How a Crime Scene Chemical Could Help Fight Malaria

A medical slide screen of malaria.

Image: Shutterstock

The worldwide malaria epidemic remains a major problem, despite the many organizations working hard to prevent and treat it. In 2013 alone, malaria infected 198 million people and killed 584,000, according to the World Health Organization. But a new study suggests that luminol, used in crime scenes to find stray traces of blood, could be the key to killing the parasite that causes malaria—great news for malaria sufferers and organizations that have been fighting for years to treat and prevent the spread of the disease.

Luminol, the glowing compound sprayed at crime scenes to find trace amounts of blood, also happens to react to hemoglobin in red blood cells. When combined with the antimalarial drug artemisinin and a specific amino acid, it could form a powerful new malaria treatment. This is particularly important because malaria is constantly evolving and becoming resistant to treatments, which means patients often have to take multiple drugs and change them over time—a big hassle and expense.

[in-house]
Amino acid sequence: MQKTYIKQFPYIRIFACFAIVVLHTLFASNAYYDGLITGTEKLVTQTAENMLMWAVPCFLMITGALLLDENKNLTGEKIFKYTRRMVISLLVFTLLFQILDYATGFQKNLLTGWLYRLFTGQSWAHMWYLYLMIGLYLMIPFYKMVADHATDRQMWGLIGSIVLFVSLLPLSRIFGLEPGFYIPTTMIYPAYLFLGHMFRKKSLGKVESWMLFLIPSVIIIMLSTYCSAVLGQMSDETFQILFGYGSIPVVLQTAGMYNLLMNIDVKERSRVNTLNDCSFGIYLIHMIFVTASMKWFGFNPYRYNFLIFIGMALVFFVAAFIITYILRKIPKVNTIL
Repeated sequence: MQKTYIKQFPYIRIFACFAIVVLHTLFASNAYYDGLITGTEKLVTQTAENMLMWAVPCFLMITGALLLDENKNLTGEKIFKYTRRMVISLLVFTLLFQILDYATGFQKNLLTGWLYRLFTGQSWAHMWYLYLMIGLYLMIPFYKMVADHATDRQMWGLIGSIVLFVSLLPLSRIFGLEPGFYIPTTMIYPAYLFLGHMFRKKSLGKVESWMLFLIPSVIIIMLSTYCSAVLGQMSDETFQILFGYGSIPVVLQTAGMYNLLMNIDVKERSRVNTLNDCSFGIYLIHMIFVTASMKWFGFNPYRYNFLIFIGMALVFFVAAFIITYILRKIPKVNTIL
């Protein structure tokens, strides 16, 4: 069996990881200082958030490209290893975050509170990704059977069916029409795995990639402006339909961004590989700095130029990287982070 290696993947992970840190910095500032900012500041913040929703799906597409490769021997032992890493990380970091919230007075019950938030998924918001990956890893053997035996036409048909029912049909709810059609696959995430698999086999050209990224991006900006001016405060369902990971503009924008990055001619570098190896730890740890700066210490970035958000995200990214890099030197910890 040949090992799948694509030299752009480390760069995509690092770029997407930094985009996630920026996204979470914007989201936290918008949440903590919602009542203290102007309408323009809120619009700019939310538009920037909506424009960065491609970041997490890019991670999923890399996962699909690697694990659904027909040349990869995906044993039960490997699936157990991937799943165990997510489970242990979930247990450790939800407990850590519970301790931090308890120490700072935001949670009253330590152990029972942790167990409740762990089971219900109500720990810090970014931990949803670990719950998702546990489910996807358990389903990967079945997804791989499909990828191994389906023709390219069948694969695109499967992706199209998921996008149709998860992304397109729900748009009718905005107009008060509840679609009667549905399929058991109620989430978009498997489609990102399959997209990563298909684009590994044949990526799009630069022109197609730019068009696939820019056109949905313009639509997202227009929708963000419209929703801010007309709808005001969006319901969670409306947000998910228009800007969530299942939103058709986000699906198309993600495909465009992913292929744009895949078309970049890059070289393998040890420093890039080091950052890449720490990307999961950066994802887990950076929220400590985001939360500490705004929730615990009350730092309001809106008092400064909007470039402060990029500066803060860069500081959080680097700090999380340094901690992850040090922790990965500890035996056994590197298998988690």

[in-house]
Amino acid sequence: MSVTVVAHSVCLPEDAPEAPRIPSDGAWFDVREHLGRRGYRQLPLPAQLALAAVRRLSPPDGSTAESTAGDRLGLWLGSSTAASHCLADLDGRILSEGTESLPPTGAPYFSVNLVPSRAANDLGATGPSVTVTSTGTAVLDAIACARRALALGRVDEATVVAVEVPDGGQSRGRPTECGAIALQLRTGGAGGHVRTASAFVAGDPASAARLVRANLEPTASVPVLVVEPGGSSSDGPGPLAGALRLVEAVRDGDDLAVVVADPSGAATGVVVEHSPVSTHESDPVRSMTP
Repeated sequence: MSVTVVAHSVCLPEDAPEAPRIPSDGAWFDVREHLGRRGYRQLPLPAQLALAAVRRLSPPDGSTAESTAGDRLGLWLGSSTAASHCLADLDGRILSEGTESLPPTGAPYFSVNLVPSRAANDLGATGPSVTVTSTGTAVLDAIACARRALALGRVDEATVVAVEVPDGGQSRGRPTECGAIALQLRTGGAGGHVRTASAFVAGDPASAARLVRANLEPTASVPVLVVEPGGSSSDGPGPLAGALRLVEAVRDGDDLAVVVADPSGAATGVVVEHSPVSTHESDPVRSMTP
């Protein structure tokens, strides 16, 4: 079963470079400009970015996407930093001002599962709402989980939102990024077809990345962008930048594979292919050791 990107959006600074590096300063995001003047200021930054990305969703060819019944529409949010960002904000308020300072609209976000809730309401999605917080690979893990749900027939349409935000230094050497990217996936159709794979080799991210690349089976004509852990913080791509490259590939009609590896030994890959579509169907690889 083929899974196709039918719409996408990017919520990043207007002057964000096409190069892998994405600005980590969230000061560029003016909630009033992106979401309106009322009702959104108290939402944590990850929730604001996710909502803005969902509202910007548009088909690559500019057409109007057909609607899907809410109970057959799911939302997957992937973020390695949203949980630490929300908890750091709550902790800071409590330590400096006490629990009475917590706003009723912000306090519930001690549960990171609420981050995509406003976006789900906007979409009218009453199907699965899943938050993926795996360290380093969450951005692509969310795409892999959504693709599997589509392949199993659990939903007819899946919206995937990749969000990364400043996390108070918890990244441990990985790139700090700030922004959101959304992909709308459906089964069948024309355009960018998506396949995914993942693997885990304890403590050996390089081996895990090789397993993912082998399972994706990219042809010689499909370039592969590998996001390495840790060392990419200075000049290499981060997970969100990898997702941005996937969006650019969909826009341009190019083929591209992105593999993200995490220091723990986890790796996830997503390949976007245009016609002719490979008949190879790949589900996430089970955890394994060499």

For organizations like Chris Flowers’s J.C. Flowers Foundation, which works extensively to raise awareness of and prevent malaria, this sort of treatment could be a huge breakthrough. Organizations like the J.C. Flowers Foundation work to spread information about malaria and send help to regions particularly devastated by it, such as Zambia and other rural areas in Africa.

In the meantime, research continues on the possibilities with luminol and artemisinin. “All of these agents…have been cleared for use in humans individually, so we are optimistic that they won’t present any safety problems together,” said Daniel Goldberg, professor of medicine and molecular microbiology at Washington University in St. Louis, where the studies are being performed. “This could be a promising new treatment for a devastating disease.”

Funding for the research comes from the National Institutes of Health, the Burroughs Wellcome Fund Career Award for Medical Scientists, and the Career Awared at the Scientific Interface.

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Mary Summers is a recent college grad and freelance writer residing in the Pacific Northwest. She loves writing about trending topics, health and beauty advice, music, film, and television.

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